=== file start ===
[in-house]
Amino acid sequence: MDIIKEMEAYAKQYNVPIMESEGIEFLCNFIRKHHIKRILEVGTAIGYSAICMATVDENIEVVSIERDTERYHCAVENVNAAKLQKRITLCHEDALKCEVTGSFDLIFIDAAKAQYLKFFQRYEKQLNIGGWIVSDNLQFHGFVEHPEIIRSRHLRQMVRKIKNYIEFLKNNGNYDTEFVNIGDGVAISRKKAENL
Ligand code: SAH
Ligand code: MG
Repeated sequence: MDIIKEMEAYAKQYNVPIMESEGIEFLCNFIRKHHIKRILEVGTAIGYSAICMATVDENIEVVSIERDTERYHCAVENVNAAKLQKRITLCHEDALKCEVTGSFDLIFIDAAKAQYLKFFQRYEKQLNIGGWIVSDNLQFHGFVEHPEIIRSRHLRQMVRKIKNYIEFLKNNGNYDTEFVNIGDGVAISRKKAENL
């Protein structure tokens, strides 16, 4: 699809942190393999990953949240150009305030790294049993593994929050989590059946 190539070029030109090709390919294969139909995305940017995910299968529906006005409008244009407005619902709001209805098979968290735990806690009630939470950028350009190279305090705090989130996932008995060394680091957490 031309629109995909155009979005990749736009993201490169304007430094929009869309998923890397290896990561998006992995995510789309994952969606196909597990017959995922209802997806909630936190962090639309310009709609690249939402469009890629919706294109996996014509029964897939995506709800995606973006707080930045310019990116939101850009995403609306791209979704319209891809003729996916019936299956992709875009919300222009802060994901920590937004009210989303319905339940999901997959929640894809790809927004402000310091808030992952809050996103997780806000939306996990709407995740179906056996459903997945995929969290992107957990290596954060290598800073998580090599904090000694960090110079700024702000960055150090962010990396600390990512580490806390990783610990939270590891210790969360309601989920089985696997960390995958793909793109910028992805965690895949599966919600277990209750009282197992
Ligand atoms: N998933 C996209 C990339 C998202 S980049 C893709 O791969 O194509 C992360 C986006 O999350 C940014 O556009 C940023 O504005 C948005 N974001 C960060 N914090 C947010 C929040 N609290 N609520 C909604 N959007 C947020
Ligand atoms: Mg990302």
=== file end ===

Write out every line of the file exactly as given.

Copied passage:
[in-house]
Amino acid sequence: MDIIKEMEAYAKQYNVPIMESEGIEFLCNFIRKHHIKRILEVGTAIGYSAICMATVDENIEVVSIERDTERYHCAVENVNAAKLQKRITLCHEDALKCEVTGSFDLIFIDAAKAQYLKFFQRYEKQLNIGGWIVSDNLQFHGFVEHPEIIRSRHLRQMVRKIKNYIEFLKNNGNYDTEFVNIGDGVAISRKKAENL
Ligand code: SAH
Ligand code: MG
Repeated sequence: MDIIKEMEAYAKQYNVPIMESEGIEFLCNFIRKHHIKRILEVGTAIGYSAICMATVDENIEVVSIERDTERYHCAVENVNAAKLQKRITLCHEDALKCEVTGSFDLIFIDAAKAQYLKFFQRYEKQLNIGGWIVSDNLQFHGFVEHPEIIRSRHLRQMVRKIKNYIEFLKNNGNYDTEFVNIGDGVAISRKKAENL
């Protein structure tokens, strides 16, 4: 699809942190393999990953949240150009305030790294049993593994929050989590059946 190539070029030109090709390919294969139909995305940017995910299968529906006005409008244009407005619902709001209805098979968290735990806690009630939470950028350009190279305090705090989130996932008995060394680091957490 031309629109995909155009979005990749736009993201490169304007430094929009869309998923890397290896990561998006992995995510789309994952969606196909597990017959995922209802997806909630936190962090639309310009709609690249939402469009890629919706294109996996014509029964897939995506709800995606973006707080930045310019990116939101850009995403609306791209979704319209891809003729996916019936299956992709875009919300222009802060994901920590937004009210989303319905339940999901997959929640894809790809927004402000310091808030992952809050996103997780806000939306996990709407995740179906056996459903997945995929969290992107957990290596954060290598800073998580090599904090000694960090110079700024702000960055150090962010990396600390990512580490806390990783610990939270590891210790969360309601989920089985696997960390995958793909793109910028992805965690895949599966919600277990209750009282197992
Ligand atoms: N998933 C996209 C990339 C998202 S980049 C893709 O791969 O194509 C992360 C986006 O999350 C940014 O556009 C940023 O504005 C948005 N974001 C960060 N914090 C947010 C929040 N609290 N609520 C909604 N959007 C947020
Ligand atoms: Mg990302």